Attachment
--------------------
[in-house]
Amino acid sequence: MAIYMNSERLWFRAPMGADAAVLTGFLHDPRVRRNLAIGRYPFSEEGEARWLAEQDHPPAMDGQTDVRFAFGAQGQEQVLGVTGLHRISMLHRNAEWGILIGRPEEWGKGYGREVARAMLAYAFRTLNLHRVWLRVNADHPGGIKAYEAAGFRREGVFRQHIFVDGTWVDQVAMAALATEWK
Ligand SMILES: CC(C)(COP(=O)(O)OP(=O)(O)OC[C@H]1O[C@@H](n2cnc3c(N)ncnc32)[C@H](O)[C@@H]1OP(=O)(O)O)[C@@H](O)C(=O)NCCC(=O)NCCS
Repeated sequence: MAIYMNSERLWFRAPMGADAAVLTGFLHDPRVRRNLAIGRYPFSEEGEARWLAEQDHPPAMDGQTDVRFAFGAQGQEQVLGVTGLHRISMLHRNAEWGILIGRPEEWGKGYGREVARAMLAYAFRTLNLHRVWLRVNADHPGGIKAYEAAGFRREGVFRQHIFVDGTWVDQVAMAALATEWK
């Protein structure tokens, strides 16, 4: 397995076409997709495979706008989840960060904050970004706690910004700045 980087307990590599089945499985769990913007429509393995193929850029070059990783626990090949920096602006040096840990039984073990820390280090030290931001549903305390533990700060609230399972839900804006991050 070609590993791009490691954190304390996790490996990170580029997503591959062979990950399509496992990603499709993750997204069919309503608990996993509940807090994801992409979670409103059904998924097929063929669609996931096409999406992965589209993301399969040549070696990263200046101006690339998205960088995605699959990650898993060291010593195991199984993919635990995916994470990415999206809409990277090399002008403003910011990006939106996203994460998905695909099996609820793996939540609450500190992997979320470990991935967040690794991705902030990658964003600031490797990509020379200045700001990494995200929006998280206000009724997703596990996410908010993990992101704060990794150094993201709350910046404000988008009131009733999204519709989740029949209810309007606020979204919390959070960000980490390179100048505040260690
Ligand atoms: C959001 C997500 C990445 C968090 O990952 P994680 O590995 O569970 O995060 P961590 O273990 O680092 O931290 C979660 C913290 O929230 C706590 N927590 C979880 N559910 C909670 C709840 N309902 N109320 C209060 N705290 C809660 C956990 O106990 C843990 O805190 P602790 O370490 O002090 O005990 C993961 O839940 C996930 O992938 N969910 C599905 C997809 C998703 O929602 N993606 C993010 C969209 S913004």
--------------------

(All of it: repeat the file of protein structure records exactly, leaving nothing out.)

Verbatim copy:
[in-house]
Amino acid sequence: MAIYMNSERLWFRAPMGADAAVLTGFLHDPRVRRNLAIGRYPFSEEGEARWLAEQDHPPAMDGQTDVRFAFGAQGQEQVLGVTGLHRISMLHRNAEWGILIGRPEEWGKGYGREVARAMLAYAFRTLNLHRVWLRVNADHPGGIKAYEAAGFRREGVFRQHIFVDGTWVDQVAMAALATEWK
Ligand SMILES: CC(C)(COP(=O)(O)OP(=O)(O)OC[C@H]1O[C@@H](n2cnc3c(N)ncnc32)[C@H](O)[C@@H]1OP(=O)(O)O)[C@@H](O)C(=O)NCCC(=O)NCCS
Repeated sequence: MAIYMNSERLWFRAPMGADAAVLTGFLHDPRVRRNLAIGRYPFSEEGEARWLAEQDHPPAMDGQTDVRFAFGAQGQEQVLGVTGLHRISMLHRNAEWGILIGRPEEWGKGYGREVARAMLAYAFRTLNLHRVWLRVNADHPGGIKAYEAAGFRREGVFRQHIFVDGTWVDQVAMAALATEWK
């Protein structure tokens, strides 16, 4: 397995076409997709495979706008989840960060904050970004706690910004700045 980087307990590599089945499985769990913007429509393995193929850029070059990783626990090949920096602006040096840990039984073990820390280090030290931001549903305390533990700060609230399972839900804006991050 070609590993791009490691954190304390996790490996990170580029997503591959062979990950399509496992990603499709993750997204069919309503608990996993509940807090994801992409979670409103059904998924097929063929669609996931096409999406992965589209993301399969040549070696990263200046101006690339998205960088995605699959990650898993060291010593195991199984993919635990995916994470990415999206809409990277090399002008403003910011990006939106996203994460998905695909099996609820793996939540609450500190992997979320470990991935967040690794991705902030990658964003600031490797990509020379200045700001990494995200929006998280206000009724997703596990996410908010993990992101704060990794150094993201709350910046404000988008009131009733999204519709989740029949209810309007606020979204919390959070960000980490390179100048505040260690
Ligand atoms: C959001 C997500 C990445 C968090 O990952 P994680 O590995 O569970 O995060 P961590 O273990 O680092 O931290 C979660 C913290 O929230 C706590 N927590 C979880 N559910 C909670 C709840 N309902 N109320 C209060 N705290 C809660 C956990 O106990 C843990 O805190 P602790 O370490 O002090 O005990 C993961 O839940 C996930 O992938 N969910 C599905 C997809 C998703 O929602 N993606 C993010 C969209 S913004």